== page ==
There's not enough of those to make a difference, though.

Jim:"... and s... (Below threshold)
marc:

Jim:

"... and still be able to talk about "poverty in America" without being laughed off the stage."

He was certainly laughed off the Wizbang stage.

Well... except for the very few that attempted to excuse the clown Edwards.

Cirby , ya beat me to it... (Below threshold)
Rob LA Ca.:

Cirby , ya beat me to it . I thinks it's 3x. Some people don't even have a clue about this.

I rather think the costs wo... (Below threshold)

I rather think the costs would fall upon those the increase supposedly benefits: the lowest-income workers.

Quite a number of those workers would find that their employers, faced with a mandatory raise or the need to discharge them, would opt for the latter choice. How, then, would this federally mandated increase be to their benefit? And how could anyone who understands that little about economics have the brass to parade this measure as a triumph for anyone -- except, of course, his statist / socialist kindred?

I would put myself in the m... (Below threshold)

I would put myself in the middle class, but I sure as hell don't work for \$7.25 an hour.

Real economic victory for t... (Below threshold)
Jeff Blogworthy:

Real economic victory for the middle class involves tax cuts. Of course, then we are not middle class but "rich." An adjustable economic strata to fit the rhetoric of the moment.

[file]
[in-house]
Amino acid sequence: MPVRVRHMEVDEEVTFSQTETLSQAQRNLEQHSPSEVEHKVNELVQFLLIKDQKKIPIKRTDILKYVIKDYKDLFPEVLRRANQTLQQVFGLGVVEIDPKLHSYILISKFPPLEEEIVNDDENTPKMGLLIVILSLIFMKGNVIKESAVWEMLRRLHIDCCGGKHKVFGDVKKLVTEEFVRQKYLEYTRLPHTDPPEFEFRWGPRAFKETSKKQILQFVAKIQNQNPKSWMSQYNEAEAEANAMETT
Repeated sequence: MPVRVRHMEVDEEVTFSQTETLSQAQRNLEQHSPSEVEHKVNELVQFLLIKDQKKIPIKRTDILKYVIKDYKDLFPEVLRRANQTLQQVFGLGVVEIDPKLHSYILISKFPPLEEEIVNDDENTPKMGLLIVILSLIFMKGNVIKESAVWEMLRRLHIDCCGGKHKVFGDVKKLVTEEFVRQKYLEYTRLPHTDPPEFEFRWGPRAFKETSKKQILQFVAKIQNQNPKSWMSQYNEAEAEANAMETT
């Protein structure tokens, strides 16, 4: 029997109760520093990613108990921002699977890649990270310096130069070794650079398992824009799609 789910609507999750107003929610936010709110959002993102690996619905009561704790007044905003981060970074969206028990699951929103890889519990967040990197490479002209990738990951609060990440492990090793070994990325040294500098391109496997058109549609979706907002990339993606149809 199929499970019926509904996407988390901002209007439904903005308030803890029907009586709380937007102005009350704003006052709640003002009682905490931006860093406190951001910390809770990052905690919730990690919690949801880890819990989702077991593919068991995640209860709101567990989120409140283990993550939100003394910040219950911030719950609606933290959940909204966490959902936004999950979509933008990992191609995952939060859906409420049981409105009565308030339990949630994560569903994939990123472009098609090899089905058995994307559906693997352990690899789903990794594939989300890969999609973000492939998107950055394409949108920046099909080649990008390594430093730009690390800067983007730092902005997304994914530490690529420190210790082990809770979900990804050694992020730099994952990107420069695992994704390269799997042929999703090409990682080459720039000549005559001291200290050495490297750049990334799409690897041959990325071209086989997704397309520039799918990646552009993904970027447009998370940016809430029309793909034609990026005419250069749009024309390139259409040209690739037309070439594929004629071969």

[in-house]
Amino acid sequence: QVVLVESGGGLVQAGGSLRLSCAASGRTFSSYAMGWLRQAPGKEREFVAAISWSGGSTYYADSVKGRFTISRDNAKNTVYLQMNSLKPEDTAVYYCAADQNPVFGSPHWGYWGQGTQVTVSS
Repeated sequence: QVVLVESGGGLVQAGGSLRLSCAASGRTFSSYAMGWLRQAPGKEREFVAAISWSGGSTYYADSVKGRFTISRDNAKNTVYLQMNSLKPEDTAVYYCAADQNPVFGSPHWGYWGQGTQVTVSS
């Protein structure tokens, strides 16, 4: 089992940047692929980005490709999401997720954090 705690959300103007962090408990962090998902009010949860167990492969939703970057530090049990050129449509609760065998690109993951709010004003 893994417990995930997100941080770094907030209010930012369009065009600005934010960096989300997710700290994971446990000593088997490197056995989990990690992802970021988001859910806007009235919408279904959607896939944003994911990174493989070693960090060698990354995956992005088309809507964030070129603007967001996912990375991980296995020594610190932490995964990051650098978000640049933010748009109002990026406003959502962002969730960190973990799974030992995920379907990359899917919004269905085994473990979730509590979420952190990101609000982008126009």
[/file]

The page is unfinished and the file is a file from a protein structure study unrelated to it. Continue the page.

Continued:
mathman:

These are the remarks of a PROFESSIONAL POLITICIAN. His views are intended solely and simply to maintain his premier position at the public trough.
His remarks are not made to benefit any but his peers (fellow lifetime members of the House). Remember: election to the House of Representatives is not Democracy, African style-- one man, one vote, one time.
The congresscritter is not interested in the people who will be harmed by this bill. After all, the laws of supply and demand cannot be repealed. If one has, let us say, \$100,000 for salaries, one will hire as many persons as can be accommodated with that money. If the minimum wage is raised, the number of persons employed will correspondingly decrease.
It is the same law as governs gasoline. For a fixed amount of money, the amount of gas varies inversely as the price per gallon.
So just cut the poorest out of their jobs. They don't vote anyway!
Cynical politics at its worst.

But those in the middle cla... (Below threshold)
Amphipolis:

But those in the middle class who have teenage children that would benefit from those low wages (me, for instance) will lose, as fewer of these jobs will be available.